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Scrambled Eggs

Posted by Rick · December 25th, 2005 · No Comments

CBS News made an interesting, if little noticed, announcement almost two weeks ago:

Add another creation to the strange scientific menagerie where animal species are being mixed together in ever more exotic combinations.

Scientists announced Monday that they had created mice with small amounts of human brain cells in an effort to make realistic models of neurological disorders such as Parkinson’s disease. “Mice Born With Human Brain Cells” (December 13, 2005) CBS News.

Scientists were stunned when the first such mouse apparently squealed, “Pull out of Iraq now!” and “Tookie lives!” before barracading itself inside its cage and demanding 20 lbs of cheese and a small cat.

When are we going to learn? How many sci-fi movies have to be made demonstrating the danger of messing with nature before we get it?

In all seriousness, I’m concerned with this sort of genetic tinkering. It is not beyond the realm of possibility that one of these days, we’re going to get ourselves into trouble. Nature, after all, has had millions of years to experiment with and establish species. Normally nature does a pretty good job.

But there has been that one Grand Mistake. The human brain.

After all, look at what the human brain has done so far. For millions of years, nature had established a fairly decent homeostaic system. Species came and went, but the earth remained overwhelmingly habitable. Then along came the human brain and suddenly there is pollution and all kinds of new attacks on the environment — not to mention a population growing more out of control than any other virus thus far produced. Other species have been decimated at a pace unseen since one or more meteors supposedly wiped out the dinosaurs. Heck, we can’t even play nice with others of our own species!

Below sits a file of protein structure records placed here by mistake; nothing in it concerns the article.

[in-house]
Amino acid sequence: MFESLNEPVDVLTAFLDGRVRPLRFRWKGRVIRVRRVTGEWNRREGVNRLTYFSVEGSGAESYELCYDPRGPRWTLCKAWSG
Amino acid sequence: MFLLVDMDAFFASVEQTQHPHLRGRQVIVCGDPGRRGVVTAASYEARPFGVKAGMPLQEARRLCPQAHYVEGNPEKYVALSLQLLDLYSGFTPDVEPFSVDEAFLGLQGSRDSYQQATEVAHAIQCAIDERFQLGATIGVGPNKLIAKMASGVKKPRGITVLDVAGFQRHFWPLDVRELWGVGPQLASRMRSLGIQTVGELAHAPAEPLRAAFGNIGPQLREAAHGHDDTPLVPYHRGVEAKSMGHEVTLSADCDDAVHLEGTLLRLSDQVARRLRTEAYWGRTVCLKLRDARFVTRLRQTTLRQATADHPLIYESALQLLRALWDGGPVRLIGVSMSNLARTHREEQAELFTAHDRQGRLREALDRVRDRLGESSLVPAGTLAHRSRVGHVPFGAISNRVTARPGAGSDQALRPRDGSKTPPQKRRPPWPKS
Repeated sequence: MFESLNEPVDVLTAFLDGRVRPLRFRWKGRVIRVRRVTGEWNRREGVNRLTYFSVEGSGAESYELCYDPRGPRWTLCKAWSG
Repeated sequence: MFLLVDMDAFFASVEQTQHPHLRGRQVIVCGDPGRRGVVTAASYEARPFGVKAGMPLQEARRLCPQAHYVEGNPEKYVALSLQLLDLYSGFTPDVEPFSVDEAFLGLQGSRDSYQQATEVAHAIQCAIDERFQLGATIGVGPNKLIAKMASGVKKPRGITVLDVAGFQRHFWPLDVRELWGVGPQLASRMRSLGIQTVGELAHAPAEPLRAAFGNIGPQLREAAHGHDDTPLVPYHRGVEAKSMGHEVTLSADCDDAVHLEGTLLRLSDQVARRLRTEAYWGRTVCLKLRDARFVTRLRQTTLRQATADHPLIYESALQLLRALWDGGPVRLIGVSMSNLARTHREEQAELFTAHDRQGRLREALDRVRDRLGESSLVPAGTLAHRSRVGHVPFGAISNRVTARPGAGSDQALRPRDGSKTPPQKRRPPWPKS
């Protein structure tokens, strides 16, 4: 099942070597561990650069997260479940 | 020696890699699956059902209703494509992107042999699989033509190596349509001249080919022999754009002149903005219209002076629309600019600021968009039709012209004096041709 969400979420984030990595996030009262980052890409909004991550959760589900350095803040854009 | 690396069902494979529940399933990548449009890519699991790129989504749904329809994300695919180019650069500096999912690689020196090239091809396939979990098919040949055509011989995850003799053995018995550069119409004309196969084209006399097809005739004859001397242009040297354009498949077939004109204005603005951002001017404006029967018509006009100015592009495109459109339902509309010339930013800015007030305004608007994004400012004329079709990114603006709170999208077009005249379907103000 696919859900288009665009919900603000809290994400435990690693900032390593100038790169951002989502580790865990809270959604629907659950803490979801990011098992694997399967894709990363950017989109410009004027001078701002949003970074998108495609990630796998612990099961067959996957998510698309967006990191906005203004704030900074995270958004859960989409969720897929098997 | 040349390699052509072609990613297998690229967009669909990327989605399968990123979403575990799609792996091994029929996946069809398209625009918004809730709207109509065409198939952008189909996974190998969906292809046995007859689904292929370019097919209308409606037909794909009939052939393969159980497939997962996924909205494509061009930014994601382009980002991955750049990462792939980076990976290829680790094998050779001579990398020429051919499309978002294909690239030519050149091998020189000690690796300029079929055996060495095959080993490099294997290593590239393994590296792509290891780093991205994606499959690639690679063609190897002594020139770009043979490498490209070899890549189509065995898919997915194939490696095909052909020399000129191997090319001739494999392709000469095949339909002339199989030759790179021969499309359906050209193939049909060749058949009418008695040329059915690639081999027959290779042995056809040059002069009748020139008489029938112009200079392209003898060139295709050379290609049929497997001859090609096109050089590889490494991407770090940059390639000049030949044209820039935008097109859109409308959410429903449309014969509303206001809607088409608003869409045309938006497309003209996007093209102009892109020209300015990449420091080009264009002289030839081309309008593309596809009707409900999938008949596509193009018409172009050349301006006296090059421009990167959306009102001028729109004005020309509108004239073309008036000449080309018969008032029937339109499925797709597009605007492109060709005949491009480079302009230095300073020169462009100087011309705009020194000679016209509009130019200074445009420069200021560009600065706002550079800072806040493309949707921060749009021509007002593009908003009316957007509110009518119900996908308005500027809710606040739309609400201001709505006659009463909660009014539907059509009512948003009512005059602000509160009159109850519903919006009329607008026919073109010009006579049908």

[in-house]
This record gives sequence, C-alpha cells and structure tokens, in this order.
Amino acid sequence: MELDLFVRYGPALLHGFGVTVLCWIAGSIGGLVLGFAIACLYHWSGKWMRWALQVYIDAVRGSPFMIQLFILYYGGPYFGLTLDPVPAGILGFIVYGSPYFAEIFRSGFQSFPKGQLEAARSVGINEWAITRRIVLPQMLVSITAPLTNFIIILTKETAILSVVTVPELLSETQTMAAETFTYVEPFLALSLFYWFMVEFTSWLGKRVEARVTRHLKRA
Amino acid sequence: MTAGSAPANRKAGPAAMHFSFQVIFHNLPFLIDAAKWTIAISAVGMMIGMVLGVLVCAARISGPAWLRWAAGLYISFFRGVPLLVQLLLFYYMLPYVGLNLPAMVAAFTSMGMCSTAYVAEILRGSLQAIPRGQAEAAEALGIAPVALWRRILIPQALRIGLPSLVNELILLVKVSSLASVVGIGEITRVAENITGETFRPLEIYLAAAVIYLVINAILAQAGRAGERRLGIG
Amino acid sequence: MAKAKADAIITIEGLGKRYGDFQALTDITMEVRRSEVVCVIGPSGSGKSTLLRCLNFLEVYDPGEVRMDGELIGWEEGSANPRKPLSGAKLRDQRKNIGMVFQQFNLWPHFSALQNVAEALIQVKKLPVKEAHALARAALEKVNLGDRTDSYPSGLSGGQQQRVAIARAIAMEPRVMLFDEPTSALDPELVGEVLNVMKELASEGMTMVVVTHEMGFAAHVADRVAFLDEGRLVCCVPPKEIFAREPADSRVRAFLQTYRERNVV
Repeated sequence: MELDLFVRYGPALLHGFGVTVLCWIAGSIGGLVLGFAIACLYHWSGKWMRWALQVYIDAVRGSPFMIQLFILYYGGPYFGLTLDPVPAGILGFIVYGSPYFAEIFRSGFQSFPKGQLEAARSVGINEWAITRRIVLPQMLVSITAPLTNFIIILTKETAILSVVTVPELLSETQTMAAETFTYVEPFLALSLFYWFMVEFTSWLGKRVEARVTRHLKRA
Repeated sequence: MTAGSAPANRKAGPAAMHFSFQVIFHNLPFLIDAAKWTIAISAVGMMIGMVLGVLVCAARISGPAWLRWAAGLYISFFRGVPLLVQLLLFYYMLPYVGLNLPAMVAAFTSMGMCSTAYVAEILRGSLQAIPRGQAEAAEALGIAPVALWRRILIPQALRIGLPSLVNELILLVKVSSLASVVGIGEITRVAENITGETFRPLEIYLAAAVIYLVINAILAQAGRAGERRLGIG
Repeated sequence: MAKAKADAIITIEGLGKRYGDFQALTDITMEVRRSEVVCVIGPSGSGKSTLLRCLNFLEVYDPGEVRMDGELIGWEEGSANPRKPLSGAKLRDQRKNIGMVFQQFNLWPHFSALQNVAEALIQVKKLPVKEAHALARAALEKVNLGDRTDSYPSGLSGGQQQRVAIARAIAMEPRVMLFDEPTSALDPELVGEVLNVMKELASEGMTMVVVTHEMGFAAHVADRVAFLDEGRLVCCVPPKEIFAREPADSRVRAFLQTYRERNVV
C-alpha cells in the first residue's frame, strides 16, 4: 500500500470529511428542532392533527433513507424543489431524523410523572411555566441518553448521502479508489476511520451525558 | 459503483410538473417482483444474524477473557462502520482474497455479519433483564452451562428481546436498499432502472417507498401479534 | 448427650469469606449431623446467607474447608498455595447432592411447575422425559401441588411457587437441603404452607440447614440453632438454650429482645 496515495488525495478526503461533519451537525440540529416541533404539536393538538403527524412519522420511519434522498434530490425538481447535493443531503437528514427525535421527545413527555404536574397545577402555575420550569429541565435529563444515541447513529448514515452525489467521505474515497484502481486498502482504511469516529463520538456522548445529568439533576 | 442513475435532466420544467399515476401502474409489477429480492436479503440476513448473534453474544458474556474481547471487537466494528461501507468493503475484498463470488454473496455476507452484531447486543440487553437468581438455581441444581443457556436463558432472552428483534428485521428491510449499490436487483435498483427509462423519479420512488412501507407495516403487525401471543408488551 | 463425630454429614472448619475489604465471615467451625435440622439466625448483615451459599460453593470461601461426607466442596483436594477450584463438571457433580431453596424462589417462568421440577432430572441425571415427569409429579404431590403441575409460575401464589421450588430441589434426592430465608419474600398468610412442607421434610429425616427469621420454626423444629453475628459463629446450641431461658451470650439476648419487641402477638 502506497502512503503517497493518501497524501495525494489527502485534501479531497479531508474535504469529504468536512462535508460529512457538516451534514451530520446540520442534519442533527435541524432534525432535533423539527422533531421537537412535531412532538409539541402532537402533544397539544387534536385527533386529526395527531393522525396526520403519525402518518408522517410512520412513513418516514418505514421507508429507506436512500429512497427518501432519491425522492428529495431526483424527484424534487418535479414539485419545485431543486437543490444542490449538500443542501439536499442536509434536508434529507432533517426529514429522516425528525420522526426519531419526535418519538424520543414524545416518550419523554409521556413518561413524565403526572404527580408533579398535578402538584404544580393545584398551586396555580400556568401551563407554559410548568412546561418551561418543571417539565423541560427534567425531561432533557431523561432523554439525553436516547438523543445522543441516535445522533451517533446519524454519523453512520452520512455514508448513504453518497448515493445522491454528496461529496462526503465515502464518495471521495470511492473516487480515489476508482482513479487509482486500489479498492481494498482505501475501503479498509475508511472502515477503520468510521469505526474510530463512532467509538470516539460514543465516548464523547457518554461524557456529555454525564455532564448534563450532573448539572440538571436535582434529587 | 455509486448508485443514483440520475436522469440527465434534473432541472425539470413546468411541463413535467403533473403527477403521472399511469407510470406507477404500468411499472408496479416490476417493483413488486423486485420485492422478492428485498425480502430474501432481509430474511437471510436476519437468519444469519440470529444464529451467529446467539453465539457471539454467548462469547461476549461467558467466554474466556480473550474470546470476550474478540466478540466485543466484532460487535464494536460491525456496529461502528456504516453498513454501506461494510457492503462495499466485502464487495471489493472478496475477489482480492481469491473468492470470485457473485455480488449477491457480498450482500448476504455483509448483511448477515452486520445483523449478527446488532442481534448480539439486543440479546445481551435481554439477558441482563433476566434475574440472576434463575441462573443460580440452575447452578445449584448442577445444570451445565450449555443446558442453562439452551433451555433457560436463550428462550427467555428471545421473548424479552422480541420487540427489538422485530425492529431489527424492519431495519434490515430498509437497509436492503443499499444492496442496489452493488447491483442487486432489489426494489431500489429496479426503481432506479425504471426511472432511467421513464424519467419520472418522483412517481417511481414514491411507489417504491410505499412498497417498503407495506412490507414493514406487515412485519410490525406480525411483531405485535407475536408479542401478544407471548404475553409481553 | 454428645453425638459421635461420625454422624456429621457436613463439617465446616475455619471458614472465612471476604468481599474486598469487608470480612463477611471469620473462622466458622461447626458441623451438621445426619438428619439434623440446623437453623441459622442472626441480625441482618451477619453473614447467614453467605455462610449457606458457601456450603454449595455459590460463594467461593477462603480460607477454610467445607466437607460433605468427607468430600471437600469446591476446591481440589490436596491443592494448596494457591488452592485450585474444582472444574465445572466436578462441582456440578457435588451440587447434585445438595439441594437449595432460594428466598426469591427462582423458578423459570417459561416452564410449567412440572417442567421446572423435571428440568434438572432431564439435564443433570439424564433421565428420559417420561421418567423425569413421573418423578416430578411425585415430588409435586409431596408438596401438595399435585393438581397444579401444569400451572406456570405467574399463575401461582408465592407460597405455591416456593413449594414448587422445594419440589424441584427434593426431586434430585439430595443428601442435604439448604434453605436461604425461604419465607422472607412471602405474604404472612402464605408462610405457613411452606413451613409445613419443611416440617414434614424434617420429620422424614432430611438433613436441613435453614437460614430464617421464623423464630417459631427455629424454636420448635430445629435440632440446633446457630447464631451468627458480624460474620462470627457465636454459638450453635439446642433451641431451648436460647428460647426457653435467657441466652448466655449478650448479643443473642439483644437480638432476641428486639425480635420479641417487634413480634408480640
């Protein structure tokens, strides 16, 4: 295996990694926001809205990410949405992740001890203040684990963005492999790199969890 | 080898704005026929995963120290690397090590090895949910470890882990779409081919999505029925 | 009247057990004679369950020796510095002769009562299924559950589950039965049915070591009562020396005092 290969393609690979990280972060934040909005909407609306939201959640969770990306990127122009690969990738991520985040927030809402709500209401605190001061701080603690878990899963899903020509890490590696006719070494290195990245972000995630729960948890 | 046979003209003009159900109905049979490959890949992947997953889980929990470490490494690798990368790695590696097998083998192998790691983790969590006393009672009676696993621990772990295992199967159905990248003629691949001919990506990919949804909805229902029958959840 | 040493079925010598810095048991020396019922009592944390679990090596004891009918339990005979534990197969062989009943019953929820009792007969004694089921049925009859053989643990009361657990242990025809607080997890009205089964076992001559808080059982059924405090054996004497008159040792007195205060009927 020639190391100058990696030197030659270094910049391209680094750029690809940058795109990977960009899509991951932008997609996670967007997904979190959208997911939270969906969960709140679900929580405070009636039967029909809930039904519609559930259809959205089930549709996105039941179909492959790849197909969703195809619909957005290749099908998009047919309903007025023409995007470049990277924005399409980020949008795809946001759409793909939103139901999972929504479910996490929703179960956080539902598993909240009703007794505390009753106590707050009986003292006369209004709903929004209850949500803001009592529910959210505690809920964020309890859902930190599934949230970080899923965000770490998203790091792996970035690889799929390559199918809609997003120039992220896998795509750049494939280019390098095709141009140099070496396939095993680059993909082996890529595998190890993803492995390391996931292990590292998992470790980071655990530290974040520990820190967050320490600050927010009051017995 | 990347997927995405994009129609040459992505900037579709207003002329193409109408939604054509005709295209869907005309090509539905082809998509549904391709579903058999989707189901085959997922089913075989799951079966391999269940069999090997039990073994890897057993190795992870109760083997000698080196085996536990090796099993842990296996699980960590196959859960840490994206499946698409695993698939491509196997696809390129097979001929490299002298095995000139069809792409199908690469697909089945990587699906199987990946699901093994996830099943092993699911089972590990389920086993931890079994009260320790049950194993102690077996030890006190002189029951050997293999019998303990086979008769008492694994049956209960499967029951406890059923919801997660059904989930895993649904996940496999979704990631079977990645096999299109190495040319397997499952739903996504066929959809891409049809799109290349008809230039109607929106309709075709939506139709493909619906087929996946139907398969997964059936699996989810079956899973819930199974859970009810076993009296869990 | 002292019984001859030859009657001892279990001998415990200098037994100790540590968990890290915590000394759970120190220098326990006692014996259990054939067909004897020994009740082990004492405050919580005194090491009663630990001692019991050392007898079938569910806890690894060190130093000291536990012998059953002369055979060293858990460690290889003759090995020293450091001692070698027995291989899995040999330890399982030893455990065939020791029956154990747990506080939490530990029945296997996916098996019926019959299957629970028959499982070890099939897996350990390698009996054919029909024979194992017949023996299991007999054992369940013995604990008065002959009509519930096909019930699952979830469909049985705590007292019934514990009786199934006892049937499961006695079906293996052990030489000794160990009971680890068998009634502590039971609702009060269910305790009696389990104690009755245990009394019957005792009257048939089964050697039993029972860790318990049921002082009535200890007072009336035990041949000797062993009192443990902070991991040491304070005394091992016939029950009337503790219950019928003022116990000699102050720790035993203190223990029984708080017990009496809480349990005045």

Now we go injecting it — human brain cells — into mice.

Years ago, another of my infamous “story ideas that will never be published” — unless “the Whistleblower” shows up here and steals the idea — came to me after reading about Japan’s proposed 20-year project to create computers out of paramecia. In that story two spaceships circle a large planet that looks like it would support life. Immediately, the crew of the ships realize that the planet once did support life. There is evidence of an advanced civilization on the planet — but no advanced civilization. There are no signs of life at all.

The captain of the lead ship sends down a crew. Sure enough, they report back, the planet is devoid of life. But there are remnants of cities, highways — they even apparently were capable of space travel! And yet, the planet appears to be abandoned.

Quite a bit of data is collected. Physical objects are recovered. The junior ship is charged with returning to home base with the specimens and data so that their home scientists can begin to analyze and understand the planet and perhaps find a clue as to what happened to its inhabitants. The main ship will stay behind and continue to investigate.

A day or two after the secondary ship has headed back towards its home planet, the crew of the ship left behind discovers what happened to the strange, abandoned planet called “Earth.”

Only, by then, it’s too late to intercept the ship which is now returning to its planet, carrying the descendants of the Pentagon’s paramecia — paramecia which had either been designed — or had somehow learned by itself how — to disguise itself so that its targets would not be able to detect it.

Categories: Science


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